Publications

Export 2 results:
Sort by: Author Title [ Type  (Asc)] Year
Journal Article
Marcott, SA, Bauska TK, Buizert C, Steig EJ, Rosen JL, Cuffey KM, Fudge TJ, Severinghaus JP, Ahn J, Kalk ML, McConnell JR, Sowers T, Taylor KC, White JWC, Brook EJ.  2014.  Centennial-scale changes in the global carbon cycle during the last deglaciation. Nature. 514:616-+.   10.1038/nature13799   AbstractWebsite

Global climate and the concentration of atmospheric carbon dioxide (CO2) are correlated over recent glacial cycles(1,2). The combination of processes responsible for a rise in atmospheric CO2 at the last glacial termination(1,3) (23,000 to 9,000 years ago), however, remains uncertain(1-3). Establishing the timing and rate of CO2 changes in the past provides critical insight into the mechanisms that influence the carbon cycle and helps put present and future anthropogenic emissions in context. Here we present CO2 and methane (CH4) records of the last deglaciation from a new high-accumulation West Antarctic ice core with unprecedented temporal resolution and precise chronology. We show that although low-frequency CO2 variations parallel changes in Antarctic temperature, abrupt CO2 changes occur that have a clear relationship with abrupt climate changes in the Northern Hemisphere. A significant proportion of the direct radiative forcing associated with the rise in atmospheric CO2 occurred in three sudden steps, each of 10 to 15 parts per million. Every step took place in less than two centuries and was followed by no notable change in atmospheric CO2 for about 1,000 to 1,500 years. Slow, millennial-scale ventilation of Southern Ocean CO2-rich, deep-ocean water masses is thought to have been fundamental to the rise in atmospheric CO2 associated with the glacial termination(4), given the strong covariance of CO2 levels and Antarctic temperatures(5). Our data establish a contribution from an abrupt, centennial-scale mode of CO2 variability that is not directly related to Antarctic temperature. We suggest that processes operating on centennial timescales, probably involving the Atlantic meridional overturning circulation, seem to be influencing global carbon-cycle dynamics and are at present not widely considered in Earth system models.

Seierstad, IK, Abbott PM, Bigler M, Blunier T, Bourne AJ, Brook E, Buchardt SL, Buizert C, Clausen HB, Cook E, Dahl-Jensen D, Davies SM, Guillevic M, Johnsen SJ, Pedersen DS, Popp TJ, Rasmussen SO, Severinghaus JP, Svensson A, Vinther BM.  2014.  Consistently dated records from the Greenland GRIP, GISP2 and NGRIP ice cores for the past 104 ka reveal regional millennial-scale delta O-18 gradients with possible Heinrich event imprint. Quaternary Science Reviews. 106:29-46.   10.1016/j.quascirev.2014.10.032   AbstractWebsite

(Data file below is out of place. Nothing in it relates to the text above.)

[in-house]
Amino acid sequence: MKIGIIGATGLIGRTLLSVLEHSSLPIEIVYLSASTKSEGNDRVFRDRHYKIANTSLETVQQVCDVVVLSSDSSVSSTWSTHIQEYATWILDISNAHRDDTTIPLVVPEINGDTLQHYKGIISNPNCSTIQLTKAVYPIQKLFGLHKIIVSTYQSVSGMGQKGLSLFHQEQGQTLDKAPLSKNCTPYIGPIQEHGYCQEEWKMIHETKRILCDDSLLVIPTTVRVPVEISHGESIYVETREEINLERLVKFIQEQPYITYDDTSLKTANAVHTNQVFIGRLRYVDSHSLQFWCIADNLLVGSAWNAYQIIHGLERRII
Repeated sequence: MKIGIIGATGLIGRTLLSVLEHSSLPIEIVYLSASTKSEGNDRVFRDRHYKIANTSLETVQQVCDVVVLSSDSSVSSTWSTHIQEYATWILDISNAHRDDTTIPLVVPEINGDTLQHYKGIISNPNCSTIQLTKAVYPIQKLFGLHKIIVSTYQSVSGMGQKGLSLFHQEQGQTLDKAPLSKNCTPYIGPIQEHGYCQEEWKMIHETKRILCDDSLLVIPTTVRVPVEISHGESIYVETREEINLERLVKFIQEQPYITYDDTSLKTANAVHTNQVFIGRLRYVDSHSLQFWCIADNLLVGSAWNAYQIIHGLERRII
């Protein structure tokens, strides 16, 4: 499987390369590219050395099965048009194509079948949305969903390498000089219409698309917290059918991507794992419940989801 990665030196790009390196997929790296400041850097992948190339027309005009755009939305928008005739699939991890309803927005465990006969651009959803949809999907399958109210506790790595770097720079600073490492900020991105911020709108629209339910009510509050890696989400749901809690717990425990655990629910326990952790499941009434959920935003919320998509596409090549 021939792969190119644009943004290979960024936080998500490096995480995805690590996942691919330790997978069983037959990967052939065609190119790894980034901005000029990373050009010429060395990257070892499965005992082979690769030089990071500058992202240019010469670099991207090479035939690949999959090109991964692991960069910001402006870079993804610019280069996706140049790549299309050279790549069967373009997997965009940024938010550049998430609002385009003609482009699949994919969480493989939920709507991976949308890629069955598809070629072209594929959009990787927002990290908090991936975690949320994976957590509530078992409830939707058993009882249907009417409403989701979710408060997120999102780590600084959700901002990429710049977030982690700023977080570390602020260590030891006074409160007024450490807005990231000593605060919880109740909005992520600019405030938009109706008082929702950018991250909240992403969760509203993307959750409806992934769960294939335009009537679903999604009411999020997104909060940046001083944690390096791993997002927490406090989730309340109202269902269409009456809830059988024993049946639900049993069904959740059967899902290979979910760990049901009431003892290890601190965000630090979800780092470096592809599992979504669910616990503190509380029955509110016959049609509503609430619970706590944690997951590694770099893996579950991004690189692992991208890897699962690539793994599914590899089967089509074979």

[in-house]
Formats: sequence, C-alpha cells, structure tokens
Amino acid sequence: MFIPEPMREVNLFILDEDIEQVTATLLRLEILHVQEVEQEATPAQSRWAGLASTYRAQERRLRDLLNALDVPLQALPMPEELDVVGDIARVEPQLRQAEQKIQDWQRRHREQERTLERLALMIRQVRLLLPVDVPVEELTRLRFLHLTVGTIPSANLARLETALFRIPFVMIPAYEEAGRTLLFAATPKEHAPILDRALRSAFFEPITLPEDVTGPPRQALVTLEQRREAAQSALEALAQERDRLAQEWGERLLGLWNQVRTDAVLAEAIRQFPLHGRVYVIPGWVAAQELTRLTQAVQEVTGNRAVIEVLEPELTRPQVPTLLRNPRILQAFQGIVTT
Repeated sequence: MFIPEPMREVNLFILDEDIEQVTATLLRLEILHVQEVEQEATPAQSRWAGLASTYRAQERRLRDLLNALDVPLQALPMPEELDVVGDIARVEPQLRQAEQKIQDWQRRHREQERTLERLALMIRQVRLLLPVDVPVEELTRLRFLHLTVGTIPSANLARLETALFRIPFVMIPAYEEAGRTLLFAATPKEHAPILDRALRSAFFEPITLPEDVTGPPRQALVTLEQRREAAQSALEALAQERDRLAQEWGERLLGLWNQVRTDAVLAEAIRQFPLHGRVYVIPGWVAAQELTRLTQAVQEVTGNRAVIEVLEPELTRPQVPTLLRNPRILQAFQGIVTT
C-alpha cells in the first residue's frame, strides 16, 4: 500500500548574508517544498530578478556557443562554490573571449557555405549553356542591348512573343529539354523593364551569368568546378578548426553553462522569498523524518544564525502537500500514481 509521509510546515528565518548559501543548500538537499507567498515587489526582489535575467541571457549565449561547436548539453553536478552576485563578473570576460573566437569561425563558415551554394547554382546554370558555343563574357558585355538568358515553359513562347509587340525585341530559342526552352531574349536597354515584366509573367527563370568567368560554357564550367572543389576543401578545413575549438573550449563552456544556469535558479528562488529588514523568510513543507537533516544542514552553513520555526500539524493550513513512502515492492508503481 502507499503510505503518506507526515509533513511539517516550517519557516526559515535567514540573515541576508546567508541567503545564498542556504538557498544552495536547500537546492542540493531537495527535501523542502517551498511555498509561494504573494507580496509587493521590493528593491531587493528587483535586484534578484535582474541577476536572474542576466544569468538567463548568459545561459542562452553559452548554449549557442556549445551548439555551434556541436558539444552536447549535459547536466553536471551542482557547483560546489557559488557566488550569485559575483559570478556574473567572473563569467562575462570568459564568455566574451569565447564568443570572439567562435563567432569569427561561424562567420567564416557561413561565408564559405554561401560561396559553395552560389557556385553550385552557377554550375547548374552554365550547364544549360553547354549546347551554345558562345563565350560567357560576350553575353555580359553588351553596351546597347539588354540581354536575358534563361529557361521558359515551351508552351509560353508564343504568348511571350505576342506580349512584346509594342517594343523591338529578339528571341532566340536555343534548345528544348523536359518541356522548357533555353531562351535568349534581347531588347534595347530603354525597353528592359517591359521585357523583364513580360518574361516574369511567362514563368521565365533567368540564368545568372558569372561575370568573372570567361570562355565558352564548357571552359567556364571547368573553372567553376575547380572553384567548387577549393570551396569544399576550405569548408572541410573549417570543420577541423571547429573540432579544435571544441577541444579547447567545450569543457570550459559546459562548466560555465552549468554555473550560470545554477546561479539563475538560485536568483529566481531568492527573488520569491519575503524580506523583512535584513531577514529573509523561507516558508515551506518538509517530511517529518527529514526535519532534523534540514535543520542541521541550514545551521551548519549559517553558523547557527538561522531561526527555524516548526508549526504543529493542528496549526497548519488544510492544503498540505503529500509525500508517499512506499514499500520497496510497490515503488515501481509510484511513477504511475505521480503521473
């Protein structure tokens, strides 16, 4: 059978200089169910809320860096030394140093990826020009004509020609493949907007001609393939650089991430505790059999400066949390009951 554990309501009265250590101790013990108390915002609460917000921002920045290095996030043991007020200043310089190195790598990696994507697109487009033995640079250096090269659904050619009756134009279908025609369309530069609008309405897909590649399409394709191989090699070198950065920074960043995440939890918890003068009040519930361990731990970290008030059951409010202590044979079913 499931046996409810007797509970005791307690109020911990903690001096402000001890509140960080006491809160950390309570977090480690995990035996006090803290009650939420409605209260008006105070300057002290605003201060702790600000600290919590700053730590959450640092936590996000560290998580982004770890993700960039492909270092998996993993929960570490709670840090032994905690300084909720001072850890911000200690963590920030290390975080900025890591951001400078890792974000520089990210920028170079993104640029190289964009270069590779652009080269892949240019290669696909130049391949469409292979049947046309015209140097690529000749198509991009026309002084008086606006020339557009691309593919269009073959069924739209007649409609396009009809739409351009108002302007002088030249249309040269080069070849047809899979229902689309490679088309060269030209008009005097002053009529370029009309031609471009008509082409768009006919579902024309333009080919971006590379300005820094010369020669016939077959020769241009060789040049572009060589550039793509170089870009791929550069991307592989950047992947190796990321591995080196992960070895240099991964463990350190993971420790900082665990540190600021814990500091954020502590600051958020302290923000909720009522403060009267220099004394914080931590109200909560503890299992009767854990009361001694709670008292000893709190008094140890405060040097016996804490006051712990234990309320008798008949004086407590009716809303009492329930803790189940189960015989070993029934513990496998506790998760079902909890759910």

We present a synchronization of the NGRIP, GRIP and GISP2 ice cores onto a master chronology extending back to 104 ka before present, providing a consistent chronological framework for these three Greenland records. The synchronization aligns distinct peaks in volcanic proxy records and other impurity records (chemo-stratigraphic matching) and assumes that these layers of elevated impurity content represent the same, instantaneous event in the past at all three sites. More than 900 marker horizons between the three cores have been identified and our matching is independently confirmed by 24 new and previously identified volcanic ash (tephra) tie-points. Using the reference horizons, we transfer the widely used Greenland ice-core chronology, GICC05modelext, to the two Summit cores, GRIP and GISP2. Furthermore, we provide gas chronologies for the Summit cores that are consistent with the GICC05modelext timescale by utilizing both existing and new gas data (CH4 concentration and delta N-15 of N-2). We infer that the accumulation contrast between the stadial and interstadial phases of the glacial period was -10% greater at Summit compared to at NGRIP. The delta O-18 temperature-proxy records from NGRIP, GRIP, and GISP2 are generally very similar and display synchronous behaviour at climate transitions. The 1180 differences between Summit and NGRIP, however, changed slowly over the Last Glacial Interglacial cycle and also underwent abrupt millennial-to-centennial-scale variations. We suggest that this observed latitudinal delta O-18 gradient in Greenland during the glacial period is the result of 1) relatively higher degree of precipitation with a Pacific signature at NGRIP, 2) increased summer bias in precipitation at Summit, and 3) enhanced Rayleigh distillation due to an increased source-to-site distance and a potentially larger source-to-site temperature gradient. We propose that these processes are governed by changes in the North American Ice Sheet (NAIS) volume and North Atlantic sea-ice extent and/or sea-surface temperatures (SST) on orbital timescales, and that changing sea-ice extent and SSTs are the driving mechanisms on shorter timescales. Finally, we observe that maxima in the Summit NGRIP delta O-18 difference are roughly coincident with prominent Heinrich events. This suggests that the climatic reorganization that takes place during stadials with Heinrich events, possibly driven by a southward expansion of sea ice and low SSTs in the North Atlantic, are recorded in the ice-core records. (C) 2014 Elsevier Ltd. All rights reserved.